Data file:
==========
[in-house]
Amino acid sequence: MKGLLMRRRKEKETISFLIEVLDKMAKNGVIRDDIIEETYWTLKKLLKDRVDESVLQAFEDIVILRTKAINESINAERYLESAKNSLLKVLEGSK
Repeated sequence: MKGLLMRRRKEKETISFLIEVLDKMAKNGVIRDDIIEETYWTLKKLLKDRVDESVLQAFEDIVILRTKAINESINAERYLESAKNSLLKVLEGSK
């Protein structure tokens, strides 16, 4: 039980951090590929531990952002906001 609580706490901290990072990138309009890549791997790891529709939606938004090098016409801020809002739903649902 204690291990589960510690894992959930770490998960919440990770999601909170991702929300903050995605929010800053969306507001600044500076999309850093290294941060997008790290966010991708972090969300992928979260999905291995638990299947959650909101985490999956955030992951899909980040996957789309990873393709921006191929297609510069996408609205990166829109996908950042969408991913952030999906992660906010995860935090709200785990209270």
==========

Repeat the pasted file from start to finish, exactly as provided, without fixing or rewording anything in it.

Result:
[in-house]
Amino acid sequence: MKGLLMRRRKEKETISFLIEVLDKMAKNGVIRDDIIEETYWTLKKLLKDRVDESVLQAFEDIVILRTKAINESINAERYLESAKNSLLKVLEGSK
Repeated sequence: MKGLLMRRRKEKETISFLIEVLDKMAKNGVIRDDIIEETYWTLKKLLKDRVDESVLQAFEDIVILRTKAINESINAERYLESAKNSLLKVLEGSK
């Protein structure tokens, strides 16, 4: 039980951090590929531990952002906001 609580706490901290990072990138309009890549791997790891529709939606938004090098016409801020809002739903649902 204690291990589960510690894992959930770490998960919440990770999601909170991702929300903050995605929010800053969306507001600044500076999309850093290294941060997008790290966010991708972090969300992928979260999905291995638990299947959650909101985490999956955030992951899909980040996957789309990873393709921006191929297609510069996408609205990166829109996908950042969408991913952030999906992660906010995860935090709200785990209270």